It seems too perfect that the electronic frontier’s version of High Noon is being staged in Texas, the legendary territory of gunslingers and upstarts. The showdown is between two Texas companies—Compaq, the world’s largest manufacturer of computers, and Dell, the world’s fastest growing computermaker—that have come to represent different ways of doing business in the insanely competitive PC market. Both have reached the top of the field from humble beginnings, and both pioneered their respective business models, reshaping the industry along the way. Now they’ve taken their fight to the World Wide Web, which they view as the key to future success—and other companies are watching closely to learn what they can about the evolution of electronic commerce. Compaq, which is based in Houston, thrived in the eighties and early nineties by selling computers through resellers and wholesalers, a sector of the business known simply as “the channel.” This approach gave Compaq an edge over its larger rivals, particularly IBM, since it didn’t have to reproduce their worldwide sales forces or match their marketing budgets. But the copycat mentality of the computer business has created problems for Compaq and other name-brand companies. These days PCs are nearly all the same in terms of components and performance; in fact, the largest slice of the world PC market—between 30 and 40 percent—goes to “white boxes,” generic PCs that are assembled from Asian-produced components and sold by channel resellers at cut-rate prices. To compete, companies like Com-paq have had to slash their own prices, so their profit margins have become razor thin.
That has made the cost of doing business all-important. And that’s where Round Rock—based Dell has upended the industry: by avoiding the reseller channel and selling directly to users. Back when he was still hawking PCs from his dorm room at the University of Texas at Austin, CEO Michael Dell went the direct sales route as a way to compete with companies that had locked up the channel with exclusive or preferred contracts. The cost advantages have been clear. When a company like Compaq ships computers to resellers, it has to use a build-to-forecast model, meaning the company has to predict market demand. It doesn’t always do so successfully. “Channel inventory has been as high as ninety days in the past two years,” says Neal Johnson, an assistant vice president of Robinson-Humphrey, an Atlanta investment banking and brokerage firm that produces a quarterly survey on channel activity. By contrast, Dell doesn’t hold parts longer than eight days. Its manufacturing line gets its orders from confirmed sales, so the company doesn’t have to predict what customers will want and doesn’t burn up money sitting on unsold product. Moreover, when PC component prices fall, build-to-order companies like Dell can ratchet down their system prices, but the inventory of build-to-forecast companies stays stuck at a higher cost.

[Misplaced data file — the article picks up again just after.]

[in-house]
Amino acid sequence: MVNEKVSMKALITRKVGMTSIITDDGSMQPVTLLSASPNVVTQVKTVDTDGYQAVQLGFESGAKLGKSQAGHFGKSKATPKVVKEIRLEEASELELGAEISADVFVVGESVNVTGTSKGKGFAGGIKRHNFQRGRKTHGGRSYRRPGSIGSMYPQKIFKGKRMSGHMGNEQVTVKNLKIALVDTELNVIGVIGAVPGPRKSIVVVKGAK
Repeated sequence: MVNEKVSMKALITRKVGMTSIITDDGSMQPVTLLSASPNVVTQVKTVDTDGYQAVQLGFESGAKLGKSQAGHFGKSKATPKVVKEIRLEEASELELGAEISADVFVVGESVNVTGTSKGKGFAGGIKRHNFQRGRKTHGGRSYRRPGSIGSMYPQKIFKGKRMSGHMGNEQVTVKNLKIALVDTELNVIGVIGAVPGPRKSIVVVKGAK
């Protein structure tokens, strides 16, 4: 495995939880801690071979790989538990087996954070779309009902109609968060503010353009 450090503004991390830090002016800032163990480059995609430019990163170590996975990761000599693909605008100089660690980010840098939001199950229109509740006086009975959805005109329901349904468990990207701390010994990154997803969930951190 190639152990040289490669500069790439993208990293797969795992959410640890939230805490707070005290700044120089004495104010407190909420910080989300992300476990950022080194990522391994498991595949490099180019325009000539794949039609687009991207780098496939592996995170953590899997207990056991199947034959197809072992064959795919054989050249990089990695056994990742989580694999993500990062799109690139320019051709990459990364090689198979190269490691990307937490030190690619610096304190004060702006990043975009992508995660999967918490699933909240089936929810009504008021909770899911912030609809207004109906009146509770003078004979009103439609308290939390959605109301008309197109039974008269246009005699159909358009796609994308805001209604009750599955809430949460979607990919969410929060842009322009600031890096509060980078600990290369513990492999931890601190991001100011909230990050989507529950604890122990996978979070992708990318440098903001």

Because of this disparity in pricing almost identical products, Dell has catapulted itself to neck-and-neck parity with Compaq in U.S. sales: Both companies are now shipping about a million and a half